Avoiding the Pits (watercolor on paper, 10½x16) by Nancy Collins
I often used to wonder, “What good is hot-pressed watercolor paper anyway?” It’s soft, uncontrollable, unforgiving, hard to manipulate and frequently an all-around pain. But recent developments have led me to reconsider my position on the topic. While painting a floral illustration on 300-lb. hot-pressed paper, I became so frustrated with the slippery surface’s tendency to wick outside of the area I was trying to paint, that I decided to conduct an experiment: I burnished the painting between each application of paint in the hope of bringing some control back into the painting process.
The results made me a true believer in experimentation. I came upon a new process that brought a spark of creativity and energy to my work—and I learned how to make the reflective subjects I love to paint really shine.
To burnish the painting, I took a stainless steel spoon and applied it in a circular motion to the dry surface of the painted paper, smoothing and bonding the paint. Burnishing is a simple way of giving the artist more control over the painting surface. It also creates an interesting effect: The pigment literally shines. The end result is a lacquered look, with a rich luster and engaging glow. In order to avoid smearing the sediment in the paint, I use only staining, transparent colors and I dry each application of paint with a hair dryer so that I can begin burnishing each layer immediately.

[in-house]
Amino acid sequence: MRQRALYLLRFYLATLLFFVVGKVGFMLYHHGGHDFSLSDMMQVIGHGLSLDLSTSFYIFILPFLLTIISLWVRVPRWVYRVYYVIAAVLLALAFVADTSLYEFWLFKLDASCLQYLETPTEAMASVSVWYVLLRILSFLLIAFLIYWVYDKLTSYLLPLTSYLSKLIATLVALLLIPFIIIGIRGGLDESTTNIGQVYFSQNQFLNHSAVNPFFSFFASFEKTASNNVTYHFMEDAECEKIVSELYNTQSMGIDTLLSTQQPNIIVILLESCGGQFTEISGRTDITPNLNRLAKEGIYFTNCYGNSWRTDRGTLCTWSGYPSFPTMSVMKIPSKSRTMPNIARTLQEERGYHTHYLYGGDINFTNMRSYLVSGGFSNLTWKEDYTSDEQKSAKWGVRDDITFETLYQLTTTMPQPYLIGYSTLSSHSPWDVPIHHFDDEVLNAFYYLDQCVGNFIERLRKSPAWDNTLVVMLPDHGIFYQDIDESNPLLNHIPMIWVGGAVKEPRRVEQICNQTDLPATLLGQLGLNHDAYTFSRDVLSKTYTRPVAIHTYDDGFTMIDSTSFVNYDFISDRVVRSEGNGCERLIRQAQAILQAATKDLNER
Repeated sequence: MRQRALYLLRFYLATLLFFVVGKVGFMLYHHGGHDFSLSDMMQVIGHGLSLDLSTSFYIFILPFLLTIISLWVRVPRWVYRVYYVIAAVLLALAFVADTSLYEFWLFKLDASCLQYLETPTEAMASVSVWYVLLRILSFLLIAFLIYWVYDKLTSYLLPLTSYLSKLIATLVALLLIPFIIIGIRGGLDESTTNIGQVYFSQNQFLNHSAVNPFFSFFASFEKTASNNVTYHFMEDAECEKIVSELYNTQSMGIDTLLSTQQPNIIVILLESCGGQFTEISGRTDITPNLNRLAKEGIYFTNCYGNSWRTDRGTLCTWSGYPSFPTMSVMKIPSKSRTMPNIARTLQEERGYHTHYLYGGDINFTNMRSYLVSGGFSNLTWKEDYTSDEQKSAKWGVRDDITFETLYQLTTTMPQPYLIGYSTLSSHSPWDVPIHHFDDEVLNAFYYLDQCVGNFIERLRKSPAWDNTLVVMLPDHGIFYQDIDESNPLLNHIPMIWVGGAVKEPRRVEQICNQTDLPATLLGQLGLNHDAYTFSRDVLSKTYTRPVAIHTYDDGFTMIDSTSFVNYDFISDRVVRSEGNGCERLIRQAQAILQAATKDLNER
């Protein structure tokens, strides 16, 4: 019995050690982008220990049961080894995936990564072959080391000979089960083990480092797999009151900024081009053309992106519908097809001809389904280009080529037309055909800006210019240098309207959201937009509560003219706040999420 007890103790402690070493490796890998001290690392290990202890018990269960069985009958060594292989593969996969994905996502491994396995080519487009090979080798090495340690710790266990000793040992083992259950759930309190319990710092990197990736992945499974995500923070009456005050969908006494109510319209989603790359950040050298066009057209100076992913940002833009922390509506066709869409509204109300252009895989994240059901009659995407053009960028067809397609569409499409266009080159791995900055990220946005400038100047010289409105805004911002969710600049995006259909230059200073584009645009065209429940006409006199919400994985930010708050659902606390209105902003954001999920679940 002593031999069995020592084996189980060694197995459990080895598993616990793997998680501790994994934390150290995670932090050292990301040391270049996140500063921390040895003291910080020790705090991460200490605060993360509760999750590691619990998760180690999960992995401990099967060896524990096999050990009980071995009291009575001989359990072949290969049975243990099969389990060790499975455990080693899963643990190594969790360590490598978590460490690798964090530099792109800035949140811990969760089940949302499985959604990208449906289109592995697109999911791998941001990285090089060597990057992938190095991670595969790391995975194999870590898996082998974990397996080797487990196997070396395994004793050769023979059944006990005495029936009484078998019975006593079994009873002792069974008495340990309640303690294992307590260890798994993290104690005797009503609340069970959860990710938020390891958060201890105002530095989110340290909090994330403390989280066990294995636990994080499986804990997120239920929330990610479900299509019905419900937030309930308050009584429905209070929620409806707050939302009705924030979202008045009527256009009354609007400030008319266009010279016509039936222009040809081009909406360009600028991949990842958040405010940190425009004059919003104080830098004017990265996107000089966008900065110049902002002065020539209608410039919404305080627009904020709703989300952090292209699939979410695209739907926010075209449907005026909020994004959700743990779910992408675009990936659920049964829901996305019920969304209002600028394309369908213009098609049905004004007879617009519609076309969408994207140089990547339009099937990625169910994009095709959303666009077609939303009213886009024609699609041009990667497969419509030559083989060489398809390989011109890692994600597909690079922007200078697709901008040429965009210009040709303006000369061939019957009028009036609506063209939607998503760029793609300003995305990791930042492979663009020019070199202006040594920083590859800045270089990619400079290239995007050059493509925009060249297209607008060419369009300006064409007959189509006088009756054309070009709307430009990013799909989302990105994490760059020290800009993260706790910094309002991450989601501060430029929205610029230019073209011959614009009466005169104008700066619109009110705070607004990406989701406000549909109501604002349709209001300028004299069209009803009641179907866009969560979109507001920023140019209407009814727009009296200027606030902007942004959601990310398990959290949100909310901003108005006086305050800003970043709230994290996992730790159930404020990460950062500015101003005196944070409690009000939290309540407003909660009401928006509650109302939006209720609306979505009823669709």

Bring new energy to your work by experimenting with a process or a surface. Select subjects that mirror the qualities you’d like to explore with your choices. For example, if you’d like to experiment with a burnishing process as I did, select subjects that will be enhanced by a shining surface. Learning through trial and error can be challenging and it can also reap unexpected rewards. It’s all about finding what works for you—and running with it.
Send us your Creativity Workshop Activity for a chance to win a $100 gift certificate from Jerry’s Artarama. Send a JPEG image (with a resolution of 72 dpi) of your painting to firstname.lastname@example.org or send a disc to Watercolor Artist, Creativity Workshop, Experiment Activity, 4700 E. Galbraith Road, Cincinnati OH 45236. The new extended deadline for entry is May 10, 2008.
To read the full column, purchase the April 2008 issue of Watercolor Artist. To see more Creativity Workshop Activities and a gallery of reader responses, click here.